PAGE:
• Act: Share your new ideas by creating a time and space for an optional personalized PD such as an “un”conference. We have all sat in a PD that starts with announcements (that we wish would have just come through an email) followed by a presentation that may not apply to all teachers in the room. Setting up an “un”conference models voice and choice by allowing any teachers to share new ideas and others to attend sessions of their choice. Consider pairing up with another school or schools in your district!


Catalyze Action: Have bias towards action for self and others to test ideas, learn, and share discoveries with others.

  • Reflect: Do you invite others to see your teaching in action? Do you ask for feedback to learn and grow?
  • Act: Open your doors by bringing PD to life! Teachers can hear about new ideas in PD, but seeing the new learning in action helps bridge the gap from ideas to implementation. Consider creating a Pineapple Chart or another shared platform for teachers to sign up to visit classrooms. We know that many teachers’ doors are always open but it can be hard to find a time to step out. Setting up a calendar helps to make this a priority and it just takes 5-10 minutes in a classroom for new ideas to spark! Pro tip: if participation is low, have a participating teacher share about their experience and the new ideas they brought back to their own classroom. Others are sure to join in!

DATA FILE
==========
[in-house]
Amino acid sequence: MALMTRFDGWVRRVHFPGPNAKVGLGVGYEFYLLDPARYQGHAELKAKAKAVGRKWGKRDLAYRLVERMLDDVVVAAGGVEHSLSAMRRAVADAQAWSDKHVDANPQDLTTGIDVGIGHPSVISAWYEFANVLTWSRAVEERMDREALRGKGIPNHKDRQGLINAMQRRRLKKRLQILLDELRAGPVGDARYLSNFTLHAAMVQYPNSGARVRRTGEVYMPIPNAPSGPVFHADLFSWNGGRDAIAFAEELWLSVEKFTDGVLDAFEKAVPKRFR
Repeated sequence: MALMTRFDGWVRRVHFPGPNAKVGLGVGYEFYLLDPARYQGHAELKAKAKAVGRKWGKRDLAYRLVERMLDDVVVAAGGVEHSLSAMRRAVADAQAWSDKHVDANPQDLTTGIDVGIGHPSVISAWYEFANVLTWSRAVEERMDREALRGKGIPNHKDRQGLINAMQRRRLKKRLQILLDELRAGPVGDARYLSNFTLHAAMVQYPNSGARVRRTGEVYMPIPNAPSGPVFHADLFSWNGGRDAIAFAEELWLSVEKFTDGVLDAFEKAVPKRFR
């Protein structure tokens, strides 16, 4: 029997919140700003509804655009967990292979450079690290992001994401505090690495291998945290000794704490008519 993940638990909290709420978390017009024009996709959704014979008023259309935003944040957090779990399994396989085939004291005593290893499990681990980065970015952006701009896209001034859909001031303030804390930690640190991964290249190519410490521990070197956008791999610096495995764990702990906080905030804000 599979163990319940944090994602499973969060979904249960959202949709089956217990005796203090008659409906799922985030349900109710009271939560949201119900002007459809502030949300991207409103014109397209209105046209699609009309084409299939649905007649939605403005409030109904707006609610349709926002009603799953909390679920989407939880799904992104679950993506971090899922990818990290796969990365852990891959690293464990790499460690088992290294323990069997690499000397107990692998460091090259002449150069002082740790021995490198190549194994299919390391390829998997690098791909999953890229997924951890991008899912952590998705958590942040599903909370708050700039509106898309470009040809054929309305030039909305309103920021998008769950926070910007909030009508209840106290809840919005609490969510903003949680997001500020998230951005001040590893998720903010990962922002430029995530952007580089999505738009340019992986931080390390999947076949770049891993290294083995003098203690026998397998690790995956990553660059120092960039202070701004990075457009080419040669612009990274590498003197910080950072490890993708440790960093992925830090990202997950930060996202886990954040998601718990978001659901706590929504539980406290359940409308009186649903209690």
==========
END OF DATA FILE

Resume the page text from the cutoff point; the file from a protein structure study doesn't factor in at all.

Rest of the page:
Navigate Perspectives: Clarify and synthesize ideas to make concepts relevant and achievable.

  • Reflect: When your school adopts a new curriculum or has a new initiative, are you able to help others see the connections to existing best practices?
  • Act: Changes in the curriculum, crosswalk years, textbook adoptions, and new initiatives are inevitable. When these come along help others to shift from the the mindset that there are hundreds of new ideas to making the connection to current practices. Guide other teachers in crafting the story of where you have been, where you are now, and where you are going.

Teachers, we believe in you and thank you for the amazing things you do each day for your students. We encourage you to continue your leadership both in and outside your classroom by prioritizing the development of these 5 Teacher Leader Competencies. If you try something new, we’d love to hear about it! Tag us on twitter @edelements #LeadToInnovate

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About Megan Huneck D'Ambrosio

Megan Huneck is a Senior Design Principal on the Design & Implementation team, collaborating with district and school leaders to develop and implement personalized learning initiatives. Prior to joining the Education Elements team, Megan taught for six years in Arlington Virginia Public Schools (VA). While teaching, Megan was chosen to be a member of the LearnZillion DreamTeam where she facilitated engaging blended professional learning experiences for Syracuse City School District (NY) instructional leaders and teacher leaders.